University of Oxford
Teaching in Oxford developed during the eleventh century, helped from 1167 by Henry II's decision to ban English students from attending the University of Paris. The university had a master by 1201, on whom was conferred the title of Chancellor in 1214. Halls of residence were established during the thirteenth century, followed by the endowment of the first colleges, University, Balliol and Merton, between 1249 and 1264. By the fourteenth century the university was recognised as one of the foremost seats of learning in Europe. During the civil war Oxford University was royalist, and Charles I held a parliament of his own in Convocation House.
Found in 9 Collections and/or Records:
Minute book with list of members, 74 folios.
Includes correspondence, papers relating to Eton, Cambridge and Oxford Universitties, a large number of high quality photographs taken at Eton between 1879 and 1947, including many of royal visits, and also school reports on Marten written by the young A.C. Benson.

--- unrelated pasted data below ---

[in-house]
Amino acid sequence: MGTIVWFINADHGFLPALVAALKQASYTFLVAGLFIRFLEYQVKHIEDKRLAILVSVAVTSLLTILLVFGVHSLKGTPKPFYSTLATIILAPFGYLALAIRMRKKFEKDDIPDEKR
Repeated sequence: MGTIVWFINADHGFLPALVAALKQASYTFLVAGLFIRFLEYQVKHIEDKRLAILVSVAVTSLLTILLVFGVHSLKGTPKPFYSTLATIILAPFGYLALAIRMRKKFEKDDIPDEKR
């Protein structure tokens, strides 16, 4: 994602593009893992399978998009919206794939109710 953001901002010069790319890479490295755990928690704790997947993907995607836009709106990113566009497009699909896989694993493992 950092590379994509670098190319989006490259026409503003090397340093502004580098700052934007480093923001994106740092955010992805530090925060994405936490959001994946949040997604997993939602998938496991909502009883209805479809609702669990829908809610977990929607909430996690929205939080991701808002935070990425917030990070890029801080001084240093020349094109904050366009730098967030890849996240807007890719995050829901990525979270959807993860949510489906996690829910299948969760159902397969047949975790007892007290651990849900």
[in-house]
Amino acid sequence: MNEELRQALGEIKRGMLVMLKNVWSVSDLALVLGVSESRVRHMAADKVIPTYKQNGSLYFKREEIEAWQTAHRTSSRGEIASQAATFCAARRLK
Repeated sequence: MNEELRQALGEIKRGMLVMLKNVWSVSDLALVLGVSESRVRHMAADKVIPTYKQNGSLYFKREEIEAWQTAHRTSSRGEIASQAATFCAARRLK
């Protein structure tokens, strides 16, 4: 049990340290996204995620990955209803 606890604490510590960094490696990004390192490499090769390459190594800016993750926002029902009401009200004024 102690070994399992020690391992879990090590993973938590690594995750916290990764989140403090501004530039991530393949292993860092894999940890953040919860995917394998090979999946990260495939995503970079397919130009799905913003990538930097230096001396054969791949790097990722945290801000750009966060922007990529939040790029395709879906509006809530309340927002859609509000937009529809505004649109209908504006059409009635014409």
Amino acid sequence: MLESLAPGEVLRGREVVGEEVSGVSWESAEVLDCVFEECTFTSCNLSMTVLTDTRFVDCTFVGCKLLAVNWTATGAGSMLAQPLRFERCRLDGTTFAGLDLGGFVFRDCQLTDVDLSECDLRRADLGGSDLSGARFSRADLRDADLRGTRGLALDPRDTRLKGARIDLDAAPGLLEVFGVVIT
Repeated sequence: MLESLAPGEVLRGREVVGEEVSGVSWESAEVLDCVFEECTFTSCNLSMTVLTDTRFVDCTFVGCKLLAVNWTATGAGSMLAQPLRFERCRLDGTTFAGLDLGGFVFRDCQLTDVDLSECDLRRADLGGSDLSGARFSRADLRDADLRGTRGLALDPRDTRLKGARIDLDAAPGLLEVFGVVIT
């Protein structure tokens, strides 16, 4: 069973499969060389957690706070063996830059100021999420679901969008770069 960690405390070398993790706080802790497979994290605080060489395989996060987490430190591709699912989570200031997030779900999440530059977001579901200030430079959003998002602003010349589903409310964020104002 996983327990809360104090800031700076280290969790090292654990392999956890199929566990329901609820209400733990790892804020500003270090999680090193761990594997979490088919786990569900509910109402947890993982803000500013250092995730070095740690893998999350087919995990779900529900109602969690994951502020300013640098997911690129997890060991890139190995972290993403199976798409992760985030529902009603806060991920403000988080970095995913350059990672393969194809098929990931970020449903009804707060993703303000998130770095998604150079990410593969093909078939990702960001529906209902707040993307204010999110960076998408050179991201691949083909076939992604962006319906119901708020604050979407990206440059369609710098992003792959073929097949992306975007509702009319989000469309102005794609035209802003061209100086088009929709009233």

Index nominum for members of the Universities who took the Protestation ordered by Parliament, Feb. 1642
Names written on strips of paper, pasted into volume. fos i-vi, 84-90 and verso throughout: blank.
Historical notes, mostly connected to Cambridge and Oxford Universities
Lists of members of the Universities who did or did not take the Protestation ordered by Parliament, Feb. 1642, arranged by colleges.
Copy in hand of John Eglington Bailey.
Copies of petitions, declarations and assertions of religion issued by Oxford University and its members during the Commonwealth.
Notebooks and loose papers created and accumulated by the companies and committees engaged in the revision of the English Bible. The papers are mainly in English, with small amounts of French and Ancient Greek.